Tag Archives: task board

Pitfall of Scrum: Focus on Scrum Tools

Many organizations try to find an electronic tool to help them manage the Scrum Process… before they even know how to do Scrum well! Use team rooms and manual and paper-based tracking for early Scrum use since it is easiest to get started. Finding a Scrum tool is usually just an obstacle to getting started.

The culture of most technology companies is to solve problems with technology. Sometimes this is good. However, it can go way overboard. Two large organizations have attempted to “go Agile” but at the same time have also attempted to “go remote”: to have everyone using electronic Scrum tools from home to work “together”. The problem with electronic Scrum tools is three-fold. They

  1. prevent the sharing of information and knowledge,
  2. reduce the fidelity of information and knowledge shared, and
  3. delay the transfer of information and knowledge.

Scrum Tools Prevent Information Sharing

Imagine you are sitting at your desk in a cubicle in an office. You have a question. It’s a simple question and you know who probably has the answer, but you also know that you can probably get away without knowing the answer. It’s non-critical. So, you think about searching the company directory for the person’s phone number and calling them up. Then you imagine having to leave a voice mail. And then you decide not to bother.

The tools have created a barrier to communicating. Information and knowledge are not shared.

Now imagine that the person who has the answer is sitting literally right next to you. You don’t have to bother with looking up their number nor actually using a phone to call. Instead, you simply speak up in a pretty normal tone of voice and ask your question. You might not even turn to look at them. And they answer.

Scrum tools are no different from these other examples of tools.  It takes much more energy and hassle to update an electronic tool with relevant, concise information… particularly if you aren’t good with writing text.  Even the very best Scrum tools should only be used for certain limited contexts.

As the Agile Manifesto says: “The most effective means of conveying information to and within a team is face-to-face communication.”

Scrum Tools Reduce Information Fidelity

How many times have you experienced this? You send an email and the recipient completely misunderstands you or takes it the wrong way. You are on a conference call and everyone leaves the call with a completely different concept of what the conversation was about. You read some documentation and discover that the documentation is out of date or downright incorrect. You are using video conferencing and its impossible to have an important side conversation with someone so you resort to trying to send text messages which don’t arrive on time to be relevant. You put a transcript of a phone call in your backlog tracking tool but you make a typo that changes the meaning.

The tools have reduced the fidelity of the communication. Information and knowledge are incorrect or limited.

Again, think about the difference between using all these tools and what the same scenarios would be like if you were sitting right beside the right people.  If you use Scrum tools such as Jira, Rally* or any of the others, you will have experienced this problem.  The information that gets forced into the tools is a sad shadow of the full information that could or should be shared.

As the Agile Manifesto says: “we have come to value: individuals and interactions over processes and tools.”

Scrum Tools Delay Information Transfer

Even if a person uses a tool and even if it is at the right level of fidelity for the information or knowledge to be communicated, it is still common that electronic tools delay the transfer of that information. This is obvious in the case of asynchronous tools such as email, text messages, voice mail, document repositories, content management systems, and version control. The delay in transfer is sometimes acceptable, but often it causes problems. Suppose you take the transcript of a conversation with a user and add it into your backlog tracking tool as a note. The Scrum Team works on the backlog item but fails to see the note until after they have gone in the wrong direction. You assumed they would see it (you put it in there), but they assumed that you would tell them more directly about anything important. Whoops. Now the team has to go back and change a bunch of stuff.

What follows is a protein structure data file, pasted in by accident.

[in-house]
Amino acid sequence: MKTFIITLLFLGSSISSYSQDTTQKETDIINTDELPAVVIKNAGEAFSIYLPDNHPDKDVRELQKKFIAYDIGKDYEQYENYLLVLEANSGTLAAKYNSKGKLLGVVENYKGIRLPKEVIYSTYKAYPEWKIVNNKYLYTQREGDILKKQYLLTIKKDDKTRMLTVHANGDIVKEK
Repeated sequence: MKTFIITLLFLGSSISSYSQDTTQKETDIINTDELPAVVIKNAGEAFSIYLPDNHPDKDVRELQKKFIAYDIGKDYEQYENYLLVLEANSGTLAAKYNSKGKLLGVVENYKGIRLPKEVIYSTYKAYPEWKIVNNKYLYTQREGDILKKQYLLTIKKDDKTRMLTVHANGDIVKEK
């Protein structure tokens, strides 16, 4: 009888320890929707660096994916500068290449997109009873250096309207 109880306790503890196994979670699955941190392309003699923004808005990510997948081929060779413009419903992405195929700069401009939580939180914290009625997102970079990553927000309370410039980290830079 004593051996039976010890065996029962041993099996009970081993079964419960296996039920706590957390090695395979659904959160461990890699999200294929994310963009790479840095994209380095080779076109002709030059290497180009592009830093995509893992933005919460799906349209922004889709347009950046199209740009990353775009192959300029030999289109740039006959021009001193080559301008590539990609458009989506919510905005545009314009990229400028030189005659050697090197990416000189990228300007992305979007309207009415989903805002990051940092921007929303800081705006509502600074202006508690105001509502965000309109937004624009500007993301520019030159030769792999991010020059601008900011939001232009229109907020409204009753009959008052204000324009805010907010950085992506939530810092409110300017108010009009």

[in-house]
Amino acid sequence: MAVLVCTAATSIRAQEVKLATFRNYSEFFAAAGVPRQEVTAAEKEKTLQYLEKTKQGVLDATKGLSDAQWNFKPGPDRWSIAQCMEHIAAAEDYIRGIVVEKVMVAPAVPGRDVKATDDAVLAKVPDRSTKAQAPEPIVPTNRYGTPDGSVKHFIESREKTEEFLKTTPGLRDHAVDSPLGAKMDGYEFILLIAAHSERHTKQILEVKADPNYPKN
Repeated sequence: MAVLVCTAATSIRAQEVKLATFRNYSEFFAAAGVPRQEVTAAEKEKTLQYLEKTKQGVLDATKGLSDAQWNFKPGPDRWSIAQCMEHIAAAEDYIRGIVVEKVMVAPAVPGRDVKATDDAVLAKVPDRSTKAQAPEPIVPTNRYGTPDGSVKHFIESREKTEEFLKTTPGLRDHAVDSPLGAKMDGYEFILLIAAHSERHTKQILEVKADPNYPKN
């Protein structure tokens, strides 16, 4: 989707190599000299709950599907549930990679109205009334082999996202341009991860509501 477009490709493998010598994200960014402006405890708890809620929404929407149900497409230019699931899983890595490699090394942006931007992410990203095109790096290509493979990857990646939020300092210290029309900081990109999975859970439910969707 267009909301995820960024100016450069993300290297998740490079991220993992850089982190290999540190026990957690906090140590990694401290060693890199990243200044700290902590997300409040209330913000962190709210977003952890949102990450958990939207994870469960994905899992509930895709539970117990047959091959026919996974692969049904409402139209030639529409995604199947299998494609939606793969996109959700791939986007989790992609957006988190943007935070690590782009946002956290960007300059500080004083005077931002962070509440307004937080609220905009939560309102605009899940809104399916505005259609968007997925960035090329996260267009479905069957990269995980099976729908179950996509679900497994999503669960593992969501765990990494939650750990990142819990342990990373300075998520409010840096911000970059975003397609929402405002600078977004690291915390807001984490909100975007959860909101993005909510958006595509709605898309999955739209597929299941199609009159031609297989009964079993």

The Scrum tools have delayed the communication. Information and knowledge are being passed along, but not in a timely manner.

For the third time, think about how these delays would be avoided if everyone was in a room together having those direct, timely conversations.

As the Agile Manifesto says: “Business people and developers must work together daily throughout the project.”

Alternatives to Scrum Tools

Working in a team room with all the members of the Scrum Team present is the most effective means of improving communication. There are many photos available of good team rooms. To maximize communication, have everyone facing each other boardroom-style. Provide spacious walls and large whiteboards. Close the room off from other people in the organization. Provide natural light to keep people happy. And make sure that everyone in the room is working on the same thing! Using Scrum tools to replace a team room is a common Scrum pitfall.

Scrum Tools - Labelled Team Room Photo

The most common approach to helping a team track and report its work is to use a physical “Kanban” board. This is usually done on a wall in which space is divided into columns representing (at least) the steps of “to do”, “in progress” and “done”. On the board, all the work is represented as note cards each with a separate piece of work. The note cards are moved by the people who do the work. The board therefore represents the current state of all the work in an easy-to-interpret visual way. Using a tool to replace a task board is another variant of this common Scrum pitfall.

This article is a follow-up article to the 24 Common Scrum Pitfalls written back in 2011.

* Disclaimer: BERTEIG is a partner with a tool vendor: Version One.

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Tips to Start Agile in a Hostile Environment

Although Agile methods are very popular (particularly Scrum), there are still many organizations or departments which may not yet have official support for adopting Agile methods formally.  In some cases, management may even be hostile to the concepts and practices of Agile methods.  If you are interested in Agile, you don’t have to give up hope (or look to switch jobs).  Instead, here are some tips to start using Agile methods even in hostile environments.

Regular Retrospectives